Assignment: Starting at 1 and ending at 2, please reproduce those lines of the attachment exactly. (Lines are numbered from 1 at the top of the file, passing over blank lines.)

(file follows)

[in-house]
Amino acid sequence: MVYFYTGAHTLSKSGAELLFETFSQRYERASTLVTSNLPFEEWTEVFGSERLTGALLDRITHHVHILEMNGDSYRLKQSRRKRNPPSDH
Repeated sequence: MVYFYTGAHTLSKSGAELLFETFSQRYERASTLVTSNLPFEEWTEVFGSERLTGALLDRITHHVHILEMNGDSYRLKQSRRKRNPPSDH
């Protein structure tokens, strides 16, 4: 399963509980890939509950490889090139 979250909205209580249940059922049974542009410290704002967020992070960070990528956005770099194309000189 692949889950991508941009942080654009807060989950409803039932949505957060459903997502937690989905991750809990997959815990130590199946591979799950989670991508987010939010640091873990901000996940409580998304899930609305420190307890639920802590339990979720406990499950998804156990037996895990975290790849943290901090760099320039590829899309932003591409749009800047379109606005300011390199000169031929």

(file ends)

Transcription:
[in-house]
Amino acid sequence: MVYFYTGAHTLSKSGAELLFETFSQRYERASTLVTSNLPFEEWTEVFGSERLTGALLDRITHHVHILEMNGDSYRLKQSRRKRNPPSDH